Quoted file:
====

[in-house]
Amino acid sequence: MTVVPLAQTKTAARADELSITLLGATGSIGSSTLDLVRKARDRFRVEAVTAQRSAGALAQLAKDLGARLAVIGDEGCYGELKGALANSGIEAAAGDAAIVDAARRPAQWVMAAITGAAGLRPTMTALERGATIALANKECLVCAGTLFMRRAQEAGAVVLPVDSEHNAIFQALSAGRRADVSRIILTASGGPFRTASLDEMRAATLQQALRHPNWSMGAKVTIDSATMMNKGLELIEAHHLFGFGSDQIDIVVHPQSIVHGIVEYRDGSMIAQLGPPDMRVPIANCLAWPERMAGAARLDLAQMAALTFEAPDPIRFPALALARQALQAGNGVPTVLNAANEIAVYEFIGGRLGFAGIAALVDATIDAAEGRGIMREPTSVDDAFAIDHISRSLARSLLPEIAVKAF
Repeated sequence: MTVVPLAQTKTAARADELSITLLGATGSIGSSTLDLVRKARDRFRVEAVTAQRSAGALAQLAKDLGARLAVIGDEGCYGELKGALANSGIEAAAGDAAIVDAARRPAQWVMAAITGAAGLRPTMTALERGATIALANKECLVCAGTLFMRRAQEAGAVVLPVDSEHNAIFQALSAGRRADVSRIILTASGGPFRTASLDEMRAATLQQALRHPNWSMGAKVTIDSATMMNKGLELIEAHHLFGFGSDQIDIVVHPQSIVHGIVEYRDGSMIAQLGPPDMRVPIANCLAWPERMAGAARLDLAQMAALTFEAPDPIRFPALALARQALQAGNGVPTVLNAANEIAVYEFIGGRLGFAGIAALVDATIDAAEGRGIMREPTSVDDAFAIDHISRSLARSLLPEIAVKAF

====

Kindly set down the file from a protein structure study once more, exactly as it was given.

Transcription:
[in-house]
Amino acid sequence: MTVVPLAQTKTAARADELSITLLGATGSIGSSTLDLVRKARDRFRVEAVTAQRSAGALAQLAKDLGARLAVIGDEGCYGELKGALANSGIEAAAGDAAIVDAARRPAQWVMAAITGAAGLRPTMTALERGATIALANKECLVCAGTLFMRRAQEAGAVVLPVDSEHNAIFQALSAGRRADVSRIILTASGGPFRTASLDEMRAATLQQALRHPNWSMGAKVTIDSATMMNKGLELIEAHHLFGFGSDQIDIVVHPQSIVHGIVEYRDGSMIAQLGPPDMRVPIANCLAWPERMAGAARLDLAQMAALTFEAPDPIRFPALALARQALQAGNGVPTVLNAANEIAVYEFIGGRLGFAGIAALVDATIDAAEGRGIMREPTSVDDAFAIDHISRSLARSLLPEIAVKAF
Repeated sequence: MTVVPLAQTKTAARADELSITLLGATGSIGSSTLDLVRKARDRFRVEAVTAQRSAGALAQLAKDLGARLAVIGDEGCYGELKGALANSGIEAAAGDAAIVDAARRPAQWVMAAITGAAGLRPTMTALERGATIALANKECLVCAGTLFMRRAQEAGAVVLPVDSEHNAIFQALSAGRRADVSRIILTASGGPFRTASLDEMRAATLQQALRHPNWSMGAKVTIDSATMMNKGLELIEAHHLFGFGSDQIDIVVHPQSIVHGIVEYRDGSMIAQLGPPDMRVPIANCLAWPERMAGAARLDLAQMAALTFEAPDPIRFPALALARQALQAGNGVPTVLNAANEIAVYEFIGGRLGFAGIAALVDATIDAAEGRGIMREPTSVDDAFAIDHISRSLARSLLPEIAVKAF